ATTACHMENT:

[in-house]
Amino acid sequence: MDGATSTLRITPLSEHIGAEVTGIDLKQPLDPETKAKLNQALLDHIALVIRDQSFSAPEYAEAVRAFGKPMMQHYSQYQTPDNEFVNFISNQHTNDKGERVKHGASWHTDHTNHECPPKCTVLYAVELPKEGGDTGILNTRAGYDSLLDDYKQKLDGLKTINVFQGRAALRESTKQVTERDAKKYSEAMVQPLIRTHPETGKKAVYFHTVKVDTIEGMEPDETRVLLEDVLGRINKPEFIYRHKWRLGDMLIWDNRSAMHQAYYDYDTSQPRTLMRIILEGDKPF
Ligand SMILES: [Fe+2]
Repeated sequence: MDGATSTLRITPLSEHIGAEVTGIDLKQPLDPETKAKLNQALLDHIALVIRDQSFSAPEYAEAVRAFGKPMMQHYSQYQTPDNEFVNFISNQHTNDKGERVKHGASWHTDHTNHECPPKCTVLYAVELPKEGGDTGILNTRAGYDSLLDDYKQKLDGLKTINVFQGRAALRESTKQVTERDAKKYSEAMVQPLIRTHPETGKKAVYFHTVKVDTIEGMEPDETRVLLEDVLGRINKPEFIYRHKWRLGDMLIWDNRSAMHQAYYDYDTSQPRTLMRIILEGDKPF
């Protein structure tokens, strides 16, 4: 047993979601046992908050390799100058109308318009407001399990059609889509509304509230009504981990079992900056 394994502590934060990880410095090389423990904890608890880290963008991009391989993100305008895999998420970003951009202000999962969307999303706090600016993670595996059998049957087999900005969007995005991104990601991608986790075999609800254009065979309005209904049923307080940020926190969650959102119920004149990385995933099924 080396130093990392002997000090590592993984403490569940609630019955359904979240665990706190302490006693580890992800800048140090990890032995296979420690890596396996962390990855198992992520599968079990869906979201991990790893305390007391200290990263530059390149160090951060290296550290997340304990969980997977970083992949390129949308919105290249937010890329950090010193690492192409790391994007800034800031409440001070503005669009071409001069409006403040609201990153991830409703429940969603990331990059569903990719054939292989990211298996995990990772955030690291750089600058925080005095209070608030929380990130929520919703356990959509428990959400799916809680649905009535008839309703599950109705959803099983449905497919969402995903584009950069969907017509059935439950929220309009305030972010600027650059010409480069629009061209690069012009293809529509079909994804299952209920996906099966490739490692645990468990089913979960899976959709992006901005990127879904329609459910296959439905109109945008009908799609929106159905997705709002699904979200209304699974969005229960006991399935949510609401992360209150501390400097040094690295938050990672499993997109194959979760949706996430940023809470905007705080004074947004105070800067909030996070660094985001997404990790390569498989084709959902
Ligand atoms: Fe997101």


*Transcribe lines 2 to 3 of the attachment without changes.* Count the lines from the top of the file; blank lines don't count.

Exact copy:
Amino acid sequence: MDGATSTLRITPLSEHIGAEVTGIDLKQPLDPETKAKLNQALLDHIALVIRDQSFSAPEYAEAVRAFGKPMMQHYSQYQTPDNEFVNFISNQHTNDKGERVKHGASWHTDHTNHECPPKCTVLYAVELPKEGGDTGILNTRAGYDSLLDDYKQKLDGLKTINVFQGRAALRESTKQVTERDAKKYSEAMVQPLIRTHPETGKKAVYFHTVKVDTIEGMEPDETRVLLEDVLGRINKPEFIYRHKWRLGDMLIWDNRSAMHQAYYDYDTSQPRTLMRIILEGDKPF
Ligand SMILES: [Fe+2]